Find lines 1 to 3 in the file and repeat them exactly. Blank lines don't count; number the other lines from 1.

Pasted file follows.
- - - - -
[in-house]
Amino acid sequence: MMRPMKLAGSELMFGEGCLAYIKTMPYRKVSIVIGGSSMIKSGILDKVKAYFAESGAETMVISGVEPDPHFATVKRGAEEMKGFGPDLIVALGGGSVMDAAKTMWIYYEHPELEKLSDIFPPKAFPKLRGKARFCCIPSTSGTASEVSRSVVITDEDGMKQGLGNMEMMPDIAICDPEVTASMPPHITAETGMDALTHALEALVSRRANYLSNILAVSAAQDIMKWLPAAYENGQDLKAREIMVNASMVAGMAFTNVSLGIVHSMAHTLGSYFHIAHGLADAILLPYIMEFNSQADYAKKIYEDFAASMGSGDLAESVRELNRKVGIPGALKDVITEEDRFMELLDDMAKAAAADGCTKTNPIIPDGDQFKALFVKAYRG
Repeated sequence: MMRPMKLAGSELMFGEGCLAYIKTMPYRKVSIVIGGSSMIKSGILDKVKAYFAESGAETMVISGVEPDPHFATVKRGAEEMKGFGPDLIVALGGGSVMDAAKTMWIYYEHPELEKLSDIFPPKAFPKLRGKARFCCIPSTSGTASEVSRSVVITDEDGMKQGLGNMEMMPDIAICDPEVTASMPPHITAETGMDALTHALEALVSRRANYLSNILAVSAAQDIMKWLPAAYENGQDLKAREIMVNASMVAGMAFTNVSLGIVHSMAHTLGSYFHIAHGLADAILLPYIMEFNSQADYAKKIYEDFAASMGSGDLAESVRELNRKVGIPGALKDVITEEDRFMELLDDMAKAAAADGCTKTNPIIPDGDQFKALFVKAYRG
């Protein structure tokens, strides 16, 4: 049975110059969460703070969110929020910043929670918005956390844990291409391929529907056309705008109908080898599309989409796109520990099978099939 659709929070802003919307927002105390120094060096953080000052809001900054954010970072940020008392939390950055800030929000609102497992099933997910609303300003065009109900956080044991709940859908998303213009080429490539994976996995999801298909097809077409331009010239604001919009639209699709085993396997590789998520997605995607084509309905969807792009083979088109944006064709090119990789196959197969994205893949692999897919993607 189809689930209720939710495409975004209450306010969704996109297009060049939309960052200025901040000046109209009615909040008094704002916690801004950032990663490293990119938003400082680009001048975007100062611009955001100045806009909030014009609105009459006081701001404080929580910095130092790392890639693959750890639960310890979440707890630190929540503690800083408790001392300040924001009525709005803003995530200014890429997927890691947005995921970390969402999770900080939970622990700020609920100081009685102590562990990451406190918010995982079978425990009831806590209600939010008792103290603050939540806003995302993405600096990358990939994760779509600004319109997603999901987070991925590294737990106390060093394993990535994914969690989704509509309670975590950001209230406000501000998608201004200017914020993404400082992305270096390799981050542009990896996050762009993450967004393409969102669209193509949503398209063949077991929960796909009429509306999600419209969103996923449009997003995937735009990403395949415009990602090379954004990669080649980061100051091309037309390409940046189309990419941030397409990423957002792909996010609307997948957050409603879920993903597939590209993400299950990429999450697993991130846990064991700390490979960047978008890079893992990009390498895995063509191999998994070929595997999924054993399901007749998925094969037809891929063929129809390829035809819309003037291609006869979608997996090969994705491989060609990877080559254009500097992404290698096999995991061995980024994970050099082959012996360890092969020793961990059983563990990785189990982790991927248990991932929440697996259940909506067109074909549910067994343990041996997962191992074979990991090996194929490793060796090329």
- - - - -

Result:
[in-house]
Amino acid sequence: MMRPMKLAGSELMFGEGCLAYIKTMPYRKVSIVIGGSSMIKSGILDKVKAYFAESGAETMVISGVEPDPHFATVKRGAEEMKGFGPDLIVALGGGSVMDAAKTMWIYYEHPELEKLSDIFPPKAFPKLRGKARFCCIPSTSGTASEVSRSVVITDEDGMKQGLGNMEMMPDIAICDPEVTASMPPHITAETGMDALTHALEALVSRRANYLSNILAVSAAQDIMKWLPAAYENGQDLKAREIMVNASMVAGMAFTNVSLGIVHSMAHTLGSYFHIAHGLADAILLPYIMEFNSQADYAKKIYEDFAASMGSGDLAESVRELNRKVGIPGALKDVITEEDRFMELLDDMAKAAAADGCTKTNPIIPDGDQFKALFVKAYRG
Repeated sequence: MMRPMKLAGSELMFGEGCLAYIKTMPYRKVSIVIGGSSMIKSGILDKVKAYFAESGAETMVISGVEPDPHFATVKRGAEEMKGFGPDLIVALGGGSVMDAAKTMWIYYEHPELEKLSDIFPPKAFPKLRGKARFCCIPSTSGTASEVSRSVVITDEDGMKQGLGNMEMMPDIAICDPEVTASMPPHITAETGMDALTHALEALVSRRANYLSNILAVSAAQDIMKWLPAAYENGQDLKAREIMVNASMVAGMAFTNVSLGIVHSMAHTLGSYFHIAHGLADAILLPYIMEFNSQADYAKKIYEDFAASMGSGDLAESVRELNRKVGIPGALKDVITEEDRFMELLDDMAKAAAADGCTKTNPIIPDGDQFKALFVKAYRG